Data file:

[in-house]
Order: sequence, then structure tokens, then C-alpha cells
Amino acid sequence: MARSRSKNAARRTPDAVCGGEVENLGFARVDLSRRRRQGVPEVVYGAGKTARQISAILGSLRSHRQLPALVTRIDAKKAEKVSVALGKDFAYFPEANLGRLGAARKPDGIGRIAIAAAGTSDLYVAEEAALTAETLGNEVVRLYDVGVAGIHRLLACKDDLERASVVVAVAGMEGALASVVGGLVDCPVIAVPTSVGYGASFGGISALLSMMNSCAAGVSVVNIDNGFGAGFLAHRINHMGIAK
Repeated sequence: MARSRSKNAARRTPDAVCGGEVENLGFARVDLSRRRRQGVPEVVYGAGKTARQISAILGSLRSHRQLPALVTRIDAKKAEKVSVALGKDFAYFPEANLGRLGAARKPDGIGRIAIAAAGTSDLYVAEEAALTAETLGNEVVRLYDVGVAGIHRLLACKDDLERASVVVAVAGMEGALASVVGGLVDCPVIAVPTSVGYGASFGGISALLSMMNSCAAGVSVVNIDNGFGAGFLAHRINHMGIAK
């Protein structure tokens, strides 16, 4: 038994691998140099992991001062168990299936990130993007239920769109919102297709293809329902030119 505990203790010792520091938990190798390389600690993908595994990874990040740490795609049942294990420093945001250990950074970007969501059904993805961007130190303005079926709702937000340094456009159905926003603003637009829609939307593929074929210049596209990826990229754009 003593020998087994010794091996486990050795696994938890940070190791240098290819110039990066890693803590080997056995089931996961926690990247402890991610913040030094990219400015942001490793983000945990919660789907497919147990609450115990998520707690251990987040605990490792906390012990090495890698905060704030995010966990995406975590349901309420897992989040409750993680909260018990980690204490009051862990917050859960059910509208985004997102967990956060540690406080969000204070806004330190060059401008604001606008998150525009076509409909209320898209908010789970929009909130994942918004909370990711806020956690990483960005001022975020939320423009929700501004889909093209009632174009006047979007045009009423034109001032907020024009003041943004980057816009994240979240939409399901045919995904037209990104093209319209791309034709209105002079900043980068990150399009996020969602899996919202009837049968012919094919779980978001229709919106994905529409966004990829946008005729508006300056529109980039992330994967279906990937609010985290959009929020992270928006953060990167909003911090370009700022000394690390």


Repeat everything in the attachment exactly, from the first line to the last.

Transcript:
[in-house]
Order: sequence, then structure tokens, then C-alpha cells
Amino acid sequence: MARSRSKNAARRTPDAVCGGEVENLGFARVDLSRRRRQGVPEVVYGAGKTARQISAILGSLRSHRQLPALVTRIDAKKAEKVSVALGKDFAYFPEANLGRLGAARKPDGIGRIAIAAAGTSDLYVAEEAALTAETLGNEVVRLYDVGVAGIHRLLACKDDLERASVVVAVAGMEGALASVVGGLVDCPVIAVPTSVGYGASFGGISALLSMMNSCAAGVSVVNIDNGFGAGFLAHRINHMGIAK
Repeated sequence: MARSRSKNAARRTPDAVCGGEVENLGFARVDLSRRRRQGVPEVVYGAGKTARQISAILGSLRSHRQLPALVTRIDAKKAEKVSVALGKDFAYFPEANLGRLGAARKPDGIGRIAIAAAGTSDLYVAEEAALTAETLGNEVVRLYDVGVAGIHRLLACKDDLERASVVVAVAGMEGALASVVGGLVDCPVIAVPTSVGYGASFGGISALLSMMNSCAAGVSVVNIDNGFGAGFLAHRINHMGIAK
């Protein structure tokens, strides 16, 4: 038994691998140099992991001062168990299936990130993007239920769109919102297709293809329902030119 505990203790010792520091938990190798390389600690993908595994990874990040740490795609049942294990420093945001250990950074970007969501059904993805961007130190303005079926709702937000340094456009159905926003603003637009829609939307593929074929210049596209990826990229754009 003593020998087994010794091996486990050795696994938890940070190791240098290819110039990066890693803590080997056995089931996961926690990247402890991610913040030094990219400015942001490793983000945990919660789907497919147990609450115990998520707690251990987040605990490792906390012990090495890698905060704030995010966990995406975590349901309420897992989040409750993680909260018990980690204490009051862990917050859960059910509208985004997102967990956060540690406080969000204070806004330190060059401008604001606008998150525009076509409909209320898209908010789970929009909130994942918004909370990711806020956690990483960005001022975020939320423009929700501004889909093209009632174009006047979007045009009423034109001032907020024009003041943004980057816009994240979240939409399901045919995904037209990104093209319209791309034709209105002079900043980068990150399009996020969602899996919202009837049968012919094919779980978001229709919106994905529409966004990829946008005729508006300056529109980039992330994967279906990937609010985290959009929020992270928006953060990167909003911090370009700022000394690390």